"Maybe. Except my dreams seem so real and 3D. Solid creatures with their own minds, and a whole world for them to live in."

     "That's true of everyone's dreams," said Richard.

     "I dreamed a perfect shot again last night: Vampy Smashes Down Door..."

     "CD49_5? You've done that, Steve, the neg's shipped. Great animation. Great TD work."

     "It was OK, but it wasn't great!" said Steve. "Whereas in my dream, it's perfect down to the last scraggle! How come I can build a model, animate it, light and render it in real time, stick it in a complete gothic world and scare the crap out of myself all when I'm asleep? It must be possible to use that latent ability to create the software tools we need..."

     "But dreams don't work that way," said Richard. "They're really impressionistic. Like matte paintings - impressions with strategic distractions, and our brain fills in the gaps." He smiled. "Though I did hear of a guy in Mill Valley who dreamed the solution to an image scanning problem."

     "That's what I mean!"

     "Yeah, but... Look. When I first worked on a live movie set with all the lights and action, I got really into it. I got so involved that every night I dreamt a series of fantastically creative camera moves soaring through elaborate crane shots. Probably everyone does that; strawberry pickers dream fields of perfect strawberries. Doesn't mean they can grow one when they wake up."

     Steve was unconvinced. "If I can create a working world and animate the inhabitants perfectly in a dream, then I can in the computer. I only have to connect to the right places, and we'll have digital creatures that are as concretely real as anything they can point a camera at on the live set."

     Richard laughed.

     "Have you been on a live set, Steve?" he said. "I mean, really been? For months?"

     "For a few effects shots. Plates."

     "Well, there's hardly anything real they point the camera at; even for landscapes they pick their angles to exclude unwanted junk like power lines. Pretty much everything is an in-camera special effect, from make-up to gels. You know that. By itself the camera just stares, indiscriminately; you have to manipulate things - light and shade, action and composition - to direct the audience's attention. Styrofoam painted to look like stone, and take twelve of a stumbling actor: how real is that?"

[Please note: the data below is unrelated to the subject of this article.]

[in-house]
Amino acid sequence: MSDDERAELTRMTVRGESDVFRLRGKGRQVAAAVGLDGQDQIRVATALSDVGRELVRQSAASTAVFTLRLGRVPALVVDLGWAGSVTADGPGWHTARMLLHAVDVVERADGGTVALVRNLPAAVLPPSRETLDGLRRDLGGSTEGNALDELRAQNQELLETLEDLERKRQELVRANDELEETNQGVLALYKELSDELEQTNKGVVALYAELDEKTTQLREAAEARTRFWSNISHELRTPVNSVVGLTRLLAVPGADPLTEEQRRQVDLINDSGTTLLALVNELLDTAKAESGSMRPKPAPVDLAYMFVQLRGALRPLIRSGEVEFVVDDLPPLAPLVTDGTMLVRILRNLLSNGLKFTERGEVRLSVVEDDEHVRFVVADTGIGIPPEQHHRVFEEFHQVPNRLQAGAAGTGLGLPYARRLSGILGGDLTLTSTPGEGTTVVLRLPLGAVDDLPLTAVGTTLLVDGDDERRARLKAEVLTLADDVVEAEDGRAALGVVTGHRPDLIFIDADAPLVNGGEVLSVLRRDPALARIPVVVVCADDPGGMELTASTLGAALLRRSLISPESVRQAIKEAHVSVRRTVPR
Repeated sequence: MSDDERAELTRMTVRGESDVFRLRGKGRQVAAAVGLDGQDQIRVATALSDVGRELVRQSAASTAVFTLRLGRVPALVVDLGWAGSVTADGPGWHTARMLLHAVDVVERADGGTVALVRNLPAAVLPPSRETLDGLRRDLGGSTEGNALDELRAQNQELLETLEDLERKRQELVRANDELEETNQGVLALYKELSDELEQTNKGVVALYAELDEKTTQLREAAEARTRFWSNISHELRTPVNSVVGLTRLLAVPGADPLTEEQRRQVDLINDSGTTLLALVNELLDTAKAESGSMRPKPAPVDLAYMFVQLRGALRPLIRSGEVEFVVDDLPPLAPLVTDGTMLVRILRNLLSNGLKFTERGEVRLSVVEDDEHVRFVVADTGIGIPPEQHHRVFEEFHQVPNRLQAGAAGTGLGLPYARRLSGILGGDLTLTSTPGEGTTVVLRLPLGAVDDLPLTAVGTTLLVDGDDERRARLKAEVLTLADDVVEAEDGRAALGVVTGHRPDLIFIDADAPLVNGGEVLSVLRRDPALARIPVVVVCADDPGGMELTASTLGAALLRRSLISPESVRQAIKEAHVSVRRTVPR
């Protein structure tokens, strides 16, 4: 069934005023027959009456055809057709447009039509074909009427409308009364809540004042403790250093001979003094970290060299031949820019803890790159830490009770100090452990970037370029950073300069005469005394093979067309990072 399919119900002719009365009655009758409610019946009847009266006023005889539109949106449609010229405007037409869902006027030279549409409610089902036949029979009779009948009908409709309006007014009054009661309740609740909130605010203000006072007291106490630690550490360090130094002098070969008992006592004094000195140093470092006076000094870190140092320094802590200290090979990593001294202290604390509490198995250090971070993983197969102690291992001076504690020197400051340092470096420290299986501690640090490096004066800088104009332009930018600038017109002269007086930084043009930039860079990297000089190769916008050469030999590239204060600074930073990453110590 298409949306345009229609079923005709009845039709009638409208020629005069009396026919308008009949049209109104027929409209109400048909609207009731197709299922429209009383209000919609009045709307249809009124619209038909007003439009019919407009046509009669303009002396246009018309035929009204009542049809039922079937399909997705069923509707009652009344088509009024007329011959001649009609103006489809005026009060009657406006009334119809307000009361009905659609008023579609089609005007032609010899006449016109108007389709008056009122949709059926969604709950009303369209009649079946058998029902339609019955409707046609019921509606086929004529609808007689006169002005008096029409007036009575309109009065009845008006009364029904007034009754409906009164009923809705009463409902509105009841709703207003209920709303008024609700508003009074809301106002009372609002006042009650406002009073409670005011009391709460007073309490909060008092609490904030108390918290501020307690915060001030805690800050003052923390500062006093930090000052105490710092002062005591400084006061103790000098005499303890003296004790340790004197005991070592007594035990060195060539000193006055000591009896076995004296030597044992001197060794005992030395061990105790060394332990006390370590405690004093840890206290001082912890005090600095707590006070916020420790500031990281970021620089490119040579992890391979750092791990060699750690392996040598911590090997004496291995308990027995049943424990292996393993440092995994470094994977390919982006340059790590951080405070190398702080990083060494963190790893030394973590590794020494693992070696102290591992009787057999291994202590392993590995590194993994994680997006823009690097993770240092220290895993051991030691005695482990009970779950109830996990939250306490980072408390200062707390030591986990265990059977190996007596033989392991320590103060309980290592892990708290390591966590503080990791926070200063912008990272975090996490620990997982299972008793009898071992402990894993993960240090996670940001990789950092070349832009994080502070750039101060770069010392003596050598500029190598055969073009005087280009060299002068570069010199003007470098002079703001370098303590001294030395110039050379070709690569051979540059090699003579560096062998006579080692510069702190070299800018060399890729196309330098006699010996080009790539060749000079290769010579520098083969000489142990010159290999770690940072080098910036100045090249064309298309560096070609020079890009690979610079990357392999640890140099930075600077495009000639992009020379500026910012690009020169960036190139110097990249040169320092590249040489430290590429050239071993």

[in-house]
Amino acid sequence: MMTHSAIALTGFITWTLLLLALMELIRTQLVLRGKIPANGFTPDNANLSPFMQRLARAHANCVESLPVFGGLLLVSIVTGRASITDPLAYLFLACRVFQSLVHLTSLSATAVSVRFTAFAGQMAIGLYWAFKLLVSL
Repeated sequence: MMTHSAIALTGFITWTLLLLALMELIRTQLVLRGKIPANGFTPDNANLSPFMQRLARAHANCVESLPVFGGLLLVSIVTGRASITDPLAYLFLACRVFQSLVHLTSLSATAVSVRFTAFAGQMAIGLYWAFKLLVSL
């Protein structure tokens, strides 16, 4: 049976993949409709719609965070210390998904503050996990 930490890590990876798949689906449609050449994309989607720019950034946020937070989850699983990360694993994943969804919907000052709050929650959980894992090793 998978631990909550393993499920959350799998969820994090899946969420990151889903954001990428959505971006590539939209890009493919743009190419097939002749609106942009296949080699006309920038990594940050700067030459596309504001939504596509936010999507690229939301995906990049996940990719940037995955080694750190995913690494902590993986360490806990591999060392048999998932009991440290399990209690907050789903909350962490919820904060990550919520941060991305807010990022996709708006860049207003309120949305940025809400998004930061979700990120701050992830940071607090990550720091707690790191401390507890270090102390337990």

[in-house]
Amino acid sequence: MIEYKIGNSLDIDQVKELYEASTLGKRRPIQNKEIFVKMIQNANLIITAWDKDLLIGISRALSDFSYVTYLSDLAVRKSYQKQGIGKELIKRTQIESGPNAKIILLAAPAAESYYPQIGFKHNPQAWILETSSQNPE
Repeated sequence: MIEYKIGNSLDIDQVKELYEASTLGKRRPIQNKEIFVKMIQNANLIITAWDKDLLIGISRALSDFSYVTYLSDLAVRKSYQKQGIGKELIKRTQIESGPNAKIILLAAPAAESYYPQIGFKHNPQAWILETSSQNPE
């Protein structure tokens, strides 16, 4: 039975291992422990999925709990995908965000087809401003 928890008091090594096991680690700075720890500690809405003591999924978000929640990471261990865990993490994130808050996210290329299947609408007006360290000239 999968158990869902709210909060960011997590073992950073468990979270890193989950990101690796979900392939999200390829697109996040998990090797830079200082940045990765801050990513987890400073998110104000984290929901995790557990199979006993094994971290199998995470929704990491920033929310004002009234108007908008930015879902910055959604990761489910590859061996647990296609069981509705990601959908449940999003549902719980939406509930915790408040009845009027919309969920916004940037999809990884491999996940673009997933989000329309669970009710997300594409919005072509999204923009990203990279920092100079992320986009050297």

And just out of frame in every second of film ever shot is a whole ghostly army of crew and equipment, from director to doughnut table, and a bubble halo of camera light follows made-up people through contrived spaces, and as soon as the the big eye and lights move on the characters evaporate, leaving the husk of actors, and the dulled sets are struck; at the end of production the crew scatters and all that remains is miles of film negative that only has coherent narrative meaning when a projector light is shone though an edited positive print onto a white screen with a sentient audience watching.    



     Richard looked closely at him. "Shouldn't you get some rest?"



     Steve drove with the roof down, warm air whipping his hair; home first to pick up a change of clothes, and on to the pool. 

     He had hardly been outdoors in the daytime for the last few days and looked around with curiosity, though it was hard on his eyes. The sun beat down on shimmering roads with a white intensity. The air was too hot, the hills too dry, the palm trees aloof, and the ocean distant, harsh and glittering. The houses seemed to be film sets in a Spanish-style siesta, closed and dozing with no one inside.

     The world was thinly alien, subtly changed in his absence. He used to feel like this after staying up all night at college; out of place, a sole survivor of the past in a false new day taken over by possessed people.